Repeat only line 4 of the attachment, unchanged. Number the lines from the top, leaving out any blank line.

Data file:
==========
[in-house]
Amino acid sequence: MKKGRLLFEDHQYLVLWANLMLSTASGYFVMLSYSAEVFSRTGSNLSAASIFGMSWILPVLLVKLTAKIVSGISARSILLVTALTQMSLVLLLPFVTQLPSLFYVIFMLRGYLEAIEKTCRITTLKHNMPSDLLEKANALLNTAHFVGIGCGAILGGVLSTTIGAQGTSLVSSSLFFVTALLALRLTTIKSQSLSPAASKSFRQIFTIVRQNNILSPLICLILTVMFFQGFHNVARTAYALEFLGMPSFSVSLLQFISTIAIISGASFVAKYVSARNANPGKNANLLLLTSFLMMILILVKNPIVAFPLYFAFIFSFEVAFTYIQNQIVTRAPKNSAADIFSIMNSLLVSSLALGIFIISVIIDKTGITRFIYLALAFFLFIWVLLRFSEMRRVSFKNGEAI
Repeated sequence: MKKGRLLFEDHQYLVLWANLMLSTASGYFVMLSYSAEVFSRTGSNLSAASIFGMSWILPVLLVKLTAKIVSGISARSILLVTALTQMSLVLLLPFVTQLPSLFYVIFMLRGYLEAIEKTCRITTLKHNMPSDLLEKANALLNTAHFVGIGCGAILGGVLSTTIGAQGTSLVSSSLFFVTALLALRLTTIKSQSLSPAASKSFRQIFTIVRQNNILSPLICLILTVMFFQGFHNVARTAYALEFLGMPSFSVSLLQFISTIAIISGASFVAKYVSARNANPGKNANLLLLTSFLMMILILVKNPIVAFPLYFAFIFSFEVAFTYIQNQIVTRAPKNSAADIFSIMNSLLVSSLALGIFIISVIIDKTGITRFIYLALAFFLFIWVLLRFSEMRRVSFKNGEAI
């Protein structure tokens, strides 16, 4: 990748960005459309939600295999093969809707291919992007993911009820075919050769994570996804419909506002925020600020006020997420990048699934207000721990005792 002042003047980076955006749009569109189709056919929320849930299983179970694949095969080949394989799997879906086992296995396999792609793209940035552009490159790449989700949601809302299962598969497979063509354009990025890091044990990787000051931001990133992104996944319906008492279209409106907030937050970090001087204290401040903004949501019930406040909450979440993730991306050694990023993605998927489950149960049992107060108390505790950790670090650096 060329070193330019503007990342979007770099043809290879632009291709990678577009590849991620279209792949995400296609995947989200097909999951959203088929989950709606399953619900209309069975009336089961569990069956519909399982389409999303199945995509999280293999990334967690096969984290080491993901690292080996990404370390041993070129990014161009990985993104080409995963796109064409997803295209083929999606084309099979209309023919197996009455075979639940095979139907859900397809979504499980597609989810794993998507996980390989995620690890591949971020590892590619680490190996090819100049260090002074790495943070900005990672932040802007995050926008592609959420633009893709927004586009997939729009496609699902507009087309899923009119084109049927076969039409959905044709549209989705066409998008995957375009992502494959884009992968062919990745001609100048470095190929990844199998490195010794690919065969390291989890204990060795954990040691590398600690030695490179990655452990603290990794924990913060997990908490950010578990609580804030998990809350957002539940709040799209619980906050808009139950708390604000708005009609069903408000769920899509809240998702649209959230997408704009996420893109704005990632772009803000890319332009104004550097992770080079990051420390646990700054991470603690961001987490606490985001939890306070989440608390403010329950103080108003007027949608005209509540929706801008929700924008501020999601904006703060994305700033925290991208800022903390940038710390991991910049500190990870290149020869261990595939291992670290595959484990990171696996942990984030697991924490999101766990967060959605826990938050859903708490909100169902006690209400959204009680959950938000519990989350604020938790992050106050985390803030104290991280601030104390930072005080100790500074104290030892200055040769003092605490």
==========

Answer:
């Protein structure tokens, strides 16, 4: 990748960005459309939600295999093969809707291919992007993911009820075919050769994570996804419909506002925020600020006020997420990048699934207000721990005792 002042003047980076955006749009569109189709056919929320849930299983179970694949095969080949394989799997879906086992296995396999792609793209940035552009490159790449989700949601809302299962598969497979063509354009990025890091044990990787000051931001990133992104996944319906008492279209409106907030937050970090001087204290401040903004949501019930406040909450979440993730991306050694990023993605998927489950149960049992107060108390505790950790670090650096 060329070193330019503007990342979007770099043809290879632009291709990678577009590849991620279209792949995400296609995947989200097909999951959203088929989950709606399953619900209309069975009336089961569990069956519909399982389409999303199945995509999280293999990334967690096969984290080491993901690292080996990404370390041993070129990014161009990985993104080409995963796109064409997803295209083929999606084309099979209309023919197996009455075979639940095979139907859900397809979504499980597609989810794993998507996980390989995620690890591949971020590892590619680490190996090819100049260090002074790495943070900005990672932040802007995050926008592609959420633009893709927004586009997939729009496609699902507009087309899923009119084109049927076969039409959905044709549209989705066409998008995957375009992502494959884009992968062919990745001609100048470095190929990844199998490195010794690919065969390291989890204990060795954990040691590398600690030695490179990655452990603290990794924990913060997990908490950010578990609580804030998990809350957002539940709040799209619980906050808009139950708390604000708005009609069903408000769920899509809240998702649209959230997408704009996420893109704005990632772009803000890319332009104004550097992770080079990051420390646990700054991470603690961001987490606490985001939890306070989440608390403010329950103080108003007027949608005209509540929706801008929700924008501020999601904006703060994305700033925290991208800022903390940038710390991991910049500190990870290149020869261990595939291992670290595959484990990171696996942990984030697991924490999101766990967060959605826990938050859903708490909100169902006690209400959204009680959950938000519990989350604020938790992050106050985390803030104290991280601030104390930072005080100790500074104290030892200055040769003092605490």